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The Calla Lily Indoor Plant: A Complete Guide and Care Tips
Gardening is an art that requires patience, dedication, and love for nature.
If you’re someone who loves to bring the outdoors inside, then indoor plants are a great way to do so.
One plant that stands out when it comes to indoor gardening is the calla lily.
With its beautiful foliage and unique shape, it’s easy to see why this plant is so popular among gardeners.
What Is A Calla Lily?
A calla lily (Zantedeschia) is a flowering plant native to South Africa.
It’s part of the Araceae family and is known for its trumpet-shaped flowers that bloom in white or various shades of pink, red or yellow.
How To Take Care Of Your Calla Lily?
- Light: The calla lily thrives in indirect bright light but can tolerate some shade as well.
- Watering: These plants need regular watering but should not sit in standing water as it can damage their roots.
Allow the top inch of soil to dry out before watering again.
- Fertilization: Use a balanced fertilizer every two weeks during the growing season (spring-summer).
- Potting Soil & Drainage:The soil mixture must be well-draining since these plants don’t like wet feet! Choose a pot with good drainage holes at the bottom so excess water can escape easily.
Dormancy Periods In Winter Months
If you live in colder regions where winter temperatures drop below 50℉(10℃), your plant may enter dormancy periods during the winter months.
This means the plant will stop growing and may even seem like it’s dead.
However, if you don’t see any signs of rot or diseases, this is normal behavior for a calla lily during the dormant period.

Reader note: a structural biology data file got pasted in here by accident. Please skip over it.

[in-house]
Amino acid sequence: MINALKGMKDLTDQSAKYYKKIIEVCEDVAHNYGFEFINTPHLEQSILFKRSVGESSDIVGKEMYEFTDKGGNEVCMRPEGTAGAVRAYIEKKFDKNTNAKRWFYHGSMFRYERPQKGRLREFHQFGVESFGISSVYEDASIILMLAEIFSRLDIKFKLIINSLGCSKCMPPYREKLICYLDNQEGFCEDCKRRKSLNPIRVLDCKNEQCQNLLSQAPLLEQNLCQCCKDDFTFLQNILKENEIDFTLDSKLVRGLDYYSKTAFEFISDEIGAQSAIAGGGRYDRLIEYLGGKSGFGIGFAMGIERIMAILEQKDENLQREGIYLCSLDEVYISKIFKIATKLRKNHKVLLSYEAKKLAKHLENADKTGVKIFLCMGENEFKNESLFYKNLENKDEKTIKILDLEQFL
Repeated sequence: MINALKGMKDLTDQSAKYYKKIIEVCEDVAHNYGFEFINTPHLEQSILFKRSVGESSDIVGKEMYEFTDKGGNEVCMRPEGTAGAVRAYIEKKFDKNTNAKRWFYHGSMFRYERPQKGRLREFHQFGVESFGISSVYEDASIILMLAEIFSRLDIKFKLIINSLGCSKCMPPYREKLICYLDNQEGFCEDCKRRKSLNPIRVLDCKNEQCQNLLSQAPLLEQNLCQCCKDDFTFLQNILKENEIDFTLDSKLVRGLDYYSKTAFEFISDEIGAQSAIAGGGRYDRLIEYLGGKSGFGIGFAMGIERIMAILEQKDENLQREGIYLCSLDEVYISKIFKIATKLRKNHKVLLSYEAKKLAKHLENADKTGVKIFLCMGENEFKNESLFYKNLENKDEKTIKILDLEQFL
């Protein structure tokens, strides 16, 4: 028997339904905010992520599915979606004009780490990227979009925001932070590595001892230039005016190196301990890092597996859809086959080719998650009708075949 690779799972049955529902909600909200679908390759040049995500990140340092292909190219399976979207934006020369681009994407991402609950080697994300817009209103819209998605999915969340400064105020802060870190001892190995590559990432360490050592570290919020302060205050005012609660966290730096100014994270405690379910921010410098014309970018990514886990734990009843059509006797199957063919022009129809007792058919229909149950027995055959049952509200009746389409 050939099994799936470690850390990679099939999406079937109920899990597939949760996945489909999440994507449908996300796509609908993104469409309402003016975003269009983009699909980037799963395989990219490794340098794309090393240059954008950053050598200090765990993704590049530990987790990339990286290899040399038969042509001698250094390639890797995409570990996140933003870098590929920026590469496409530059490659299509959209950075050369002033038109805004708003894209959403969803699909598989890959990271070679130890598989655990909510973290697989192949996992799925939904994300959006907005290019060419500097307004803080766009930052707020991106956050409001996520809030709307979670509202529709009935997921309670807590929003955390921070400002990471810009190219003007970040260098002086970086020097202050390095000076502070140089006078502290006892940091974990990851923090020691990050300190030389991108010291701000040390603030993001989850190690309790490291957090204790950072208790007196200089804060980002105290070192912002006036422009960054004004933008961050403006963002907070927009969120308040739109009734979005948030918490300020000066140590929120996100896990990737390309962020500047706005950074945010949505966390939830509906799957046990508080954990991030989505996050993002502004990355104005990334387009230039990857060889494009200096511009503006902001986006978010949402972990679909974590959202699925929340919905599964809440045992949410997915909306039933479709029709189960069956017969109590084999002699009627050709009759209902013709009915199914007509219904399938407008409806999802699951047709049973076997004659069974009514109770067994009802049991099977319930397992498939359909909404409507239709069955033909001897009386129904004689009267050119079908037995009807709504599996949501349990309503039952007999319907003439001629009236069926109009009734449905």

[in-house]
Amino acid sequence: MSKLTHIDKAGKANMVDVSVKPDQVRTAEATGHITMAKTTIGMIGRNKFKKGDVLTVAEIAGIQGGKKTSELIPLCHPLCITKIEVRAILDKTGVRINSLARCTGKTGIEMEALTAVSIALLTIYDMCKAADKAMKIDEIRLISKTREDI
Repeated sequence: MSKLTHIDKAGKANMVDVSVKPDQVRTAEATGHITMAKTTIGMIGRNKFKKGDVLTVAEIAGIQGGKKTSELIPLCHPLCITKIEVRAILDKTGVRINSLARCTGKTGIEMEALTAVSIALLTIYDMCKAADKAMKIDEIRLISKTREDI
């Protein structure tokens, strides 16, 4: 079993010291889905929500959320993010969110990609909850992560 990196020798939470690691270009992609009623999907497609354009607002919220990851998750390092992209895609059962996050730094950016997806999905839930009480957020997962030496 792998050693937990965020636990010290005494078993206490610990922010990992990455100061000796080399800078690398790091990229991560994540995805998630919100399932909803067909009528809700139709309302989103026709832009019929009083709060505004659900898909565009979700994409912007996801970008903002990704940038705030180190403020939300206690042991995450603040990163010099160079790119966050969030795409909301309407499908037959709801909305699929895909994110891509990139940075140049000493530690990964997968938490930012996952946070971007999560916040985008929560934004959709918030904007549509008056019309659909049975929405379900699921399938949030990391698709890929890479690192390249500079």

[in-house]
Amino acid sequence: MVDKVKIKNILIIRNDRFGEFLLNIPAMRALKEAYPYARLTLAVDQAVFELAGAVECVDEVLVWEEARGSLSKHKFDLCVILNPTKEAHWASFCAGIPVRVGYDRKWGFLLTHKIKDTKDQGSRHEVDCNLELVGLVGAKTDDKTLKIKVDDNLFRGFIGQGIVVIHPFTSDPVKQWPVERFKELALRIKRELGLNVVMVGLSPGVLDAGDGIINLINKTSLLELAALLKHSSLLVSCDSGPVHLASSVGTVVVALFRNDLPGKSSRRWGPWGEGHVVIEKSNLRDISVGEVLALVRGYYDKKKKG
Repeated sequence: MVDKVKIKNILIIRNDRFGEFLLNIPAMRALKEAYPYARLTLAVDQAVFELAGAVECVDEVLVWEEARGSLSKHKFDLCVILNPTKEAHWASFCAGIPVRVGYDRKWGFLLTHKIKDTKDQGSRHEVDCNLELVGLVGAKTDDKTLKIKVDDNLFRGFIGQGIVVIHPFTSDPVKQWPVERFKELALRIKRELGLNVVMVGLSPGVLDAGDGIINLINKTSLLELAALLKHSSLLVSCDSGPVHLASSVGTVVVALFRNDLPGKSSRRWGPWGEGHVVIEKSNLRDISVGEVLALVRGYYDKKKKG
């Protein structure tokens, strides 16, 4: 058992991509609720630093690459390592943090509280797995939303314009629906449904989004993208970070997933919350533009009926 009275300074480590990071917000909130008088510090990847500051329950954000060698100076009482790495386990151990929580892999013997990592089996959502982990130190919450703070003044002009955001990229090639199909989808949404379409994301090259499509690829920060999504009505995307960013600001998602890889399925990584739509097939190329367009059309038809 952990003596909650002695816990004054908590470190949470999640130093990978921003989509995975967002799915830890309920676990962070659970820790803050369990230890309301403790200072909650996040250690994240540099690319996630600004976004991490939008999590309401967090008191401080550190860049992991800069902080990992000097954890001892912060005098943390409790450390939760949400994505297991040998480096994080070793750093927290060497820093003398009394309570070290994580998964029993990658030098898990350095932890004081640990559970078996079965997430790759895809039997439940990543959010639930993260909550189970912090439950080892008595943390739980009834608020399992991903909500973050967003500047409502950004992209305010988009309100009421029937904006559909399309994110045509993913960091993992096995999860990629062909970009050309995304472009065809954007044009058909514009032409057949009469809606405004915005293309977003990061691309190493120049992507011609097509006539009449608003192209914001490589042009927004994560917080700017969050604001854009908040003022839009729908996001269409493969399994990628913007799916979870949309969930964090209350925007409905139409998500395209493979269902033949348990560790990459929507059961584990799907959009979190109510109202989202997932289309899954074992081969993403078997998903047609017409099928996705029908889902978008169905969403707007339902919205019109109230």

If you’re looking to propagate your calla lily plants, it can be done through rhizome division or by seeds.
- Rhizome Division: When your plant has grown large enough, carefully remove it from its pot and divide the roots using a sharp knife or scissors into smaller sections with at least one leaf stem and root system in each division.
Then repot them individually into well-draining soil mixtures.
- Seeds: Collect ripe seeds from already flowering plants (these are usually found on the spadix once they have matured), sow them directly in moist potting soil mixture and cover lightly with a thin layer of vermiculite.
Keep them warm (70-75°F/21-24°C) until germination occurs around two weeks later.
Pests & Diseases
The most common pests that affect calla lilies are spider mites and thrips.
Overwatering can lead to root rot which could attract fungal diseases such as Pythium Root Rot or Rhizoctonia Root Rot.
- Spider Mites:The best way to control spider mites is by regularly misting your plants every day using water sprays made from neem oil extracts diluted with water 1:5 ratio (oil:water).
- Rhizoctonia Root Rot:This disease causes wilting leaves despite adequate watering due to fungal infections on roots making them incapable of absorbing nutrients properly.
Use a fungicide containing thiophanate-methyl to treat this disease.
If you’re looking for an easy-to-care-for indoor plant that’s beautiful and unique, the calla lily is a great choice.
With proper care and attention, your calla lily will thrive for years to come.
Remember to provide it with indirect bright light, well-draining soil mixture with adequate moisture levels, regular fertilization every two weeks during growing seasons (spring-summer), and protect it from common pests and diseases such as spider mites or Rhizoctonia Root Rot.